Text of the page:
If we were to examine one of these newly made rock masses we should find it to consist of fragments of wood, broken twigs, leaves, mosses and other organisms, coated over with the deposited lime—or in a complete state of petrifaction. Thus it is possible, at Turkey Run, to study the actual processes through which fossils have been formed. The formation of tufa is often quite rapid, as, for example, there are certain deposits in Sicily in which the rate is one foot in four months.
If it were possible to look upon the Turkey Run of interglacial times we should have much difficulty in recognizing the fauna which existed here. Today, in northern Indiana, workmen often come upon the semi-fossilized bones of these creatures buried in some glacial deposit, from which we are enabled to definitely determine the character of animal life which existed here before the advent of man.
Of the elephant tribe we have the mammoth and mastodon—cumbersome creatures akin to our modern species. The musk-ox, or ovibos, once made this region their habitat—though now found only in the far North, much varied in type. The giant beaver, or Castoroides, would have dwarfed his modern descendant. Strange as it may seem to us, the camel once flourished here, though quite different in form from that with which we are familiar. The giant sloth, in many variations of size and bearing an armor-plate of small bones secreted under the skin, crippled his way through the Indiana forests; his claw-feet bent inward so that he must walk upon their sides.
It would be tiresome to mention the wide variety of animals and birds which were indigenous to northern Indiana when Turkey Run assumed its present contour. It is interesting, though painful to our state pride, to know that many of the notable specimens of these extinct creatures were first discovered in Indiana, but grace the museums of other states. Many notable collections secured at great expense in Indiana have found their way to foreign museums, while our own state has not yet provided a fitting building in which they might be preserved for all time.
When one possesses trees of the height and girth of those in Turkey Run the gods should be thanked—not forgetting, of course, the men of rare vision who have preserved them. There are so few remaining remnants of primeval forest in Indiana that they may be counted upon the fingers, with digits to spare; How rare is the Tulip tree, that cousin to the Magnolia, which stands alone in its genus in America. When Freeman made his historic survey of the "Vincennes Tract" in 1802 he recorded seeing these trees 200 feet in height and 10 feet in diameter. The largest Tulip tree in Turkey Run has a circumference of over 14 feet, which is rare in these days. No forest tree seems so erect and stately—when in blossom it justifies the wisdom of Indiana's choice of her state flower, for it is as interesting in structure as it is beautiful.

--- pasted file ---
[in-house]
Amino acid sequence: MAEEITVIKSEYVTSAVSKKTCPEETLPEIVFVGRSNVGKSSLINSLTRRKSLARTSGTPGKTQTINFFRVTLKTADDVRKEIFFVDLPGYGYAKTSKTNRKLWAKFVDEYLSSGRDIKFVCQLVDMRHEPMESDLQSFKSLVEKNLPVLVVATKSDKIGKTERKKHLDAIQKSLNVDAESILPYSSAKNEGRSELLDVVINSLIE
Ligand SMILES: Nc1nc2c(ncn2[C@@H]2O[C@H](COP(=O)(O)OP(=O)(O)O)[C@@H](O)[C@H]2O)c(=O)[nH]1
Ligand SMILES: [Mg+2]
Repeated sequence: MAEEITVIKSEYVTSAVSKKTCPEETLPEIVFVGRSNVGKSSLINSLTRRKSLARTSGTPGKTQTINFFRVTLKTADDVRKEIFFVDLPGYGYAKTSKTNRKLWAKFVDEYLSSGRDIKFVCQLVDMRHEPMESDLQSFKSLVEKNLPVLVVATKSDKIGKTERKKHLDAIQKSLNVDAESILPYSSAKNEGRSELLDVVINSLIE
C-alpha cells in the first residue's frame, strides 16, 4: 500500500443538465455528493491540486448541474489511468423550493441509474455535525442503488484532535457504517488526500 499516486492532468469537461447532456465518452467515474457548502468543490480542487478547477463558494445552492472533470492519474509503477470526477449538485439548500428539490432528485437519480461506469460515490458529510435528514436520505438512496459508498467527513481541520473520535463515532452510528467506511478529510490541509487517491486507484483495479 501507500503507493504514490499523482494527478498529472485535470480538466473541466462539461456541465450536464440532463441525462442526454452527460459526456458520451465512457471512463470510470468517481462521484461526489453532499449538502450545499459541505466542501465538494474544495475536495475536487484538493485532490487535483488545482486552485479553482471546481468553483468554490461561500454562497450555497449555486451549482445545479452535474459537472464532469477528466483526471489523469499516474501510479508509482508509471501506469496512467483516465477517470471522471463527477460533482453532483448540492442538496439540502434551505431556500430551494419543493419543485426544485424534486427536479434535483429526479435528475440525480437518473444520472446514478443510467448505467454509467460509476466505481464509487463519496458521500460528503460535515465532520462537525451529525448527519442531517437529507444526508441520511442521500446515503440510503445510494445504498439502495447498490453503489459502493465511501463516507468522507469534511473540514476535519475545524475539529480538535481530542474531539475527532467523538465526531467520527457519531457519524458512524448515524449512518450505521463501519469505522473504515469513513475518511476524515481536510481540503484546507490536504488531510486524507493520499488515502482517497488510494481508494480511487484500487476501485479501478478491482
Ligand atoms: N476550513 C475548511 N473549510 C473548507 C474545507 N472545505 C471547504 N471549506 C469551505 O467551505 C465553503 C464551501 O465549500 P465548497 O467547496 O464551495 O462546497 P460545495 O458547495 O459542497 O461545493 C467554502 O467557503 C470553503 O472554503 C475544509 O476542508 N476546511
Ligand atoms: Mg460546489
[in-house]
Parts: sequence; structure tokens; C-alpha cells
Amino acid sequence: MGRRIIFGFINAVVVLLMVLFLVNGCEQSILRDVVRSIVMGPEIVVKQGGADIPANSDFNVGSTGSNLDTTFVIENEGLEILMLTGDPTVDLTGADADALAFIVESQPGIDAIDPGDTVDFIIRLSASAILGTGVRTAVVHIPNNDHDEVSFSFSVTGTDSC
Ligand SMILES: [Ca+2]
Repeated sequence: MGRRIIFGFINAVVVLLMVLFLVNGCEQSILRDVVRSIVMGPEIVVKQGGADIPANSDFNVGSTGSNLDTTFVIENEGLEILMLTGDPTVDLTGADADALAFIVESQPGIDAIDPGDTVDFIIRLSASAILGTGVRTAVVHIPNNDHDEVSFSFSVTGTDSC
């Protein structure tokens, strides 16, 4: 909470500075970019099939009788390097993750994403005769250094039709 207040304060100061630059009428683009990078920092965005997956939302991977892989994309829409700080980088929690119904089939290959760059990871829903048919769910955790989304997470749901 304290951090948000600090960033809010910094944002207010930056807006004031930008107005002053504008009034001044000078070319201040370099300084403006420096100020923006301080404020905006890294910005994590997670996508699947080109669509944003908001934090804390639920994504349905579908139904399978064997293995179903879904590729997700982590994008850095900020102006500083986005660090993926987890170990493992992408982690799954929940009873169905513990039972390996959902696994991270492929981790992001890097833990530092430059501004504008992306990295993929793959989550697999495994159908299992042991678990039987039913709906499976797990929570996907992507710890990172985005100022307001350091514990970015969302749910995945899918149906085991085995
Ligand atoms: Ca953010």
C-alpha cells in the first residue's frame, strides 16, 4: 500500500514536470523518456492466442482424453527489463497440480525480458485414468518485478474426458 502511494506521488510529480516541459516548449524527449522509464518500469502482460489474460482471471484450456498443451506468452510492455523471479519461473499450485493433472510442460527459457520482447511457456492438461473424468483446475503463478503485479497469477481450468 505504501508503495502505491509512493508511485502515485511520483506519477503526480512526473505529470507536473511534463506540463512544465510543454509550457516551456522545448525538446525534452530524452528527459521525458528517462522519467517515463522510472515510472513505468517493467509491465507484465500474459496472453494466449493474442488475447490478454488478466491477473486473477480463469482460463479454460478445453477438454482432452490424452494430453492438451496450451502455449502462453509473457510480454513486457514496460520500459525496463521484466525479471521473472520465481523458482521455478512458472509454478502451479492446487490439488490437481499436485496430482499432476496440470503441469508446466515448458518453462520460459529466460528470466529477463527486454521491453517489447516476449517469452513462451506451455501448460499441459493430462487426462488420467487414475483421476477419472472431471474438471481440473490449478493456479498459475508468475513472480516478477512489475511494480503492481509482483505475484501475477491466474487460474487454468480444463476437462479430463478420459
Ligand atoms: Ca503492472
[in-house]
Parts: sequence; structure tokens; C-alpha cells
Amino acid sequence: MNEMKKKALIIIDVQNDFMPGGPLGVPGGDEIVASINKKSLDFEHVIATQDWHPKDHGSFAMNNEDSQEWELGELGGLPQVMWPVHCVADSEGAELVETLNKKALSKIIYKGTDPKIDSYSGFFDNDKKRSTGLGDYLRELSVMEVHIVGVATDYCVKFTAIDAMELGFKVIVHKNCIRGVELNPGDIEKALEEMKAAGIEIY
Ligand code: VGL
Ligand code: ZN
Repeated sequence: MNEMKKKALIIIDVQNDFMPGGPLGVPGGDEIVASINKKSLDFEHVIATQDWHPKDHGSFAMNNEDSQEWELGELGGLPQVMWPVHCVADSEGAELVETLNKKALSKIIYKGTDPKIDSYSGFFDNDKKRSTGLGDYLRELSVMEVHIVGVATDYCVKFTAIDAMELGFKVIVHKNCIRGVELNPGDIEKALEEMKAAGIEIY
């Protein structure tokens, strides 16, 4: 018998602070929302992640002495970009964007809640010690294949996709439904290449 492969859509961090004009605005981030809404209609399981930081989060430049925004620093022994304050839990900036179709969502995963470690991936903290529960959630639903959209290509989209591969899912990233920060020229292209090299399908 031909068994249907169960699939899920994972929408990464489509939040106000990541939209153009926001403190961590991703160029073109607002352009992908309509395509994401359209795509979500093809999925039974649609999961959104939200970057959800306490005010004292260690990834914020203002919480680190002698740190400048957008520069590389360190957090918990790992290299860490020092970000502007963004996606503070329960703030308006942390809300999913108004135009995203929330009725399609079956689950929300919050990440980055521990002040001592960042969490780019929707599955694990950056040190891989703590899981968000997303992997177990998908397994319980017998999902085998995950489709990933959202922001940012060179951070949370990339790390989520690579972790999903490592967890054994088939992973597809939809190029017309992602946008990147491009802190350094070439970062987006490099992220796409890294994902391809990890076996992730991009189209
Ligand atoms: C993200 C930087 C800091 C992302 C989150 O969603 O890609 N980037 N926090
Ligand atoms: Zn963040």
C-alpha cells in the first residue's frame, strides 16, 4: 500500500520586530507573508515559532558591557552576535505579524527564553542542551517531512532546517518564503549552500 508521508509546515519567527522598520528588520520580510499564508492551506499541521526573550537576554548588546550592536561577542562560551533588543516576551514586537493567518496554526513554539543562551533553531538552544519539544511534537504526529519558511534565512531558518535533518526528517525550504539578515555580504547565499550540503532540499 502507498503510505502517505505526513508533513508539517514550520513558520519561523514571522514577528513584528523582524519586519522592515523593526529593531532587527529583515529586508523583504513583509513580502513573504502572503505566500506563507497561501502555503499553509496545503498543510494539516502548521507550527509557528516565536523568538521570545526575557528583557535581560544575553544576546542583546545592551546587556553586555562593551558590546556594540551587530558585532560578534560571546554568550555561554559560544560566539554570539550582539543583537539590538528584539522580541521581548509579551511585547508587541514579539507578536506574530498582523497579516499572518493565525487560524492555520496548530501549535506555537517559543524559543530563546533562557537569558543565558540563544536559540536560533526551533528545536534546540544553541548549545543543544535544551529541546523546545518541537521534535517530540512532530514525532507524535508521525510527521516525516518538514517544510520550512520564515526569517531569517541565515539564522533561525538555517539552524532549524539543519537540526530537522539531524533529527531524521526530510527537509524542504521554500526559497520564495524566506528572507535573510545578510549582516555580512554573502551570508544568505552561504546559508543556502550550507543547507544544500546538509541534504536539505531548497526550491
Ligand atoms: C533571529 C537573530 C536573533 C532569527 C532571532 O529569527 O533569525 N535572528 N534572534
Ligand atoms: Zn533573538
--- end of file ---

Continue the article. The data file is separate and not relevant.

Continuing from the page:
Most of the trees in Turkey Run belong to the "Hardwood," or broad-leaved group; but upon the tops of the higher bluffs are found the Hemlocks, commonly called Firs, which are among the rarest trees in the state, here found in great abundance. The foliage is as delicate as old lace and vibrates to the slightest breeze. Their spider-like root formation may be observed along the gorges, where they have reached out like tentacles for support. The Yew tree, also an evergreen and very rare in the state, hangs from the cliff edges down into the hollows. In the fall its red berries are conspicuous.
The largest tree in the park, and there are more than a hundred with a circumference of over seven feet, is the "Big Sycamore," on Trail 1. This hoary veteran has a girth of 20-1/2 feet and seems to belong to some other country and age. In winter, after the brittle bark has flaked off, the sycamores along the water's edge look as if splashed with whitewash by some careless painter. Some of our Indiana artists, not pledged to the beeches, love to paint the sycamore, deeming it the most satisfying of trees in the effect obtained. Next in size to the sycamores come the black walnuts, then follow the white oaks, the elms and the hackberries.
One may roam here for hours through deep woods and canyons, each turn of one's steps presenting new pictures of un usual beauty. Grey-splotched beeches throw out their long, graceful branches, which terminate in polished silvery filaments. One can not say whether they are lovelier in the green leaf of spring or when the first frosts have turned their foliage to russet and gold.
In Turkey Run is probably the largest Wild Cherry in the state, the trunk rising to a height of ninety feet, straight as a Poplar. These waxen-leaved trees, with foliage of the darkest green, served an utilitarian purpose in pioneer days, when their soft but tenacious wood became the joy of the early craftsman. It has been called "The Mahogany of the Pioneer," and many rarely beautiful turned and reeded furniture pieces, their color softened by age, have come down to us from our ancestors.